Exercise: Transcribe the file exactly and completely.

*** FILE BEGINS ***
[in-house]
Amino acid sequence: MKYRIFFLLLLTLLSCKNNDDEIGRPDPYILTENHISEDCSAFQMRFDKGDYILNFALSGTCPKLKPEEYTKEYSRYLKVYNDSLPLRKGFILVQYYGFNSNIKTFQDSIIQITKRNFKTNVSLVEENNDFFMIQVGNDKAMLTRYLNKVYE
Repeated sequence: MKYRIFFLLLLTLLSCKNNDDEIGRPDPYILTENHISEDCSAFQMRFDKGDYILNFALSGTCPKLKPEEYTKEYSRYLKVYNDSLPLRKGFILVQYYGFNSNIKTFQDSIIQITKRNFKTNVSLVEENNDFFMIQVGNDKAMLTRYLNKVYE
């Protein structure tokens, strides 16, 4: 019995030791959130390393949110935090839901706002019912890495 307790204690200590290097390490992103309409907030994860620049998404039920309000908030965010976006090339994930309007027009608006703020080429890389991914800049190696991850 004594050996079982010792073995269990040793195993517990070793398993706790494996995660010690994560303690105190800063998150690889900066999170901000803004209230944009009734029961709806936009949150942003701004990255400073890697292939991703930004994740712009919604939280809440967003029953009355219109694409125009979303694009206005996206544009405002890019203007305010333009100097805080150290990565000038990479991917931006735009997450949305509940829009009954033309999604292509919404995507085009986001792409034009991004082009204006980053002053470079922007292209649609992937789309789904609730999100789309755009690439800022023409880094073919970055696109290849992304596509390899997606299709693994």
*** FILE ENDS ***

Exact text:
[in-house]
Amino acid sequence: MKYRIFFLLLLTLLSCKNNDDEIGRPDPYILTENHISEDCSAFQMRFDKGDYILNFALSGTCPKLKPEEYTKEYSRYLKVYNDSLPLRKGFILVQYYGFNSNIKTFQDSIIQITKRNFKTNVSLVEENNDFFMIQVGNDKAMLTRYLNKVYE
Repeated sequence: MKYRIFFLLLLTLLSCKNNDDEIGRPDPYILTENHISEDCSAFQMRFDKGDYILNFALSGTCPKLKPEEYTKEYSRYLKVYNDSLPLRKGFILVQYYGFNSNIKTFQDSIIQITKRNFKTNVSLVEENNDFFMIQVGNDKAMLTRYLNKVYE
């Protein structure tokens, strides 16, 4: 019995030791959130390393949110935090839901706002019912890495 307790204690200590290097390490992103309409907030994860620049998404039920309000908030965010976006090339994930309007027009608006703020080429890389991914800049190696991850 004594050996079982010792073995269990040793195993517990070793398993706790494996995660010690994560303690105190800063998150690889900066999170901000803004209230944009009734029961709806936009949150942003701004990255400073890697292939991703930004994740712009919604939280809440967003029953009355219109694409125009979303694009206005996206544009405002890019203007305010333009100097805080150290990565000038990479991917931006735009997450949305509940829009009954033309999604292509919404995507085009986001792409034009991004082009204006980053002053470079922007292209649609992937789309789904609730999100789309755009690439800022023409880094073919970055696109290849992304596509390899997606299709693994």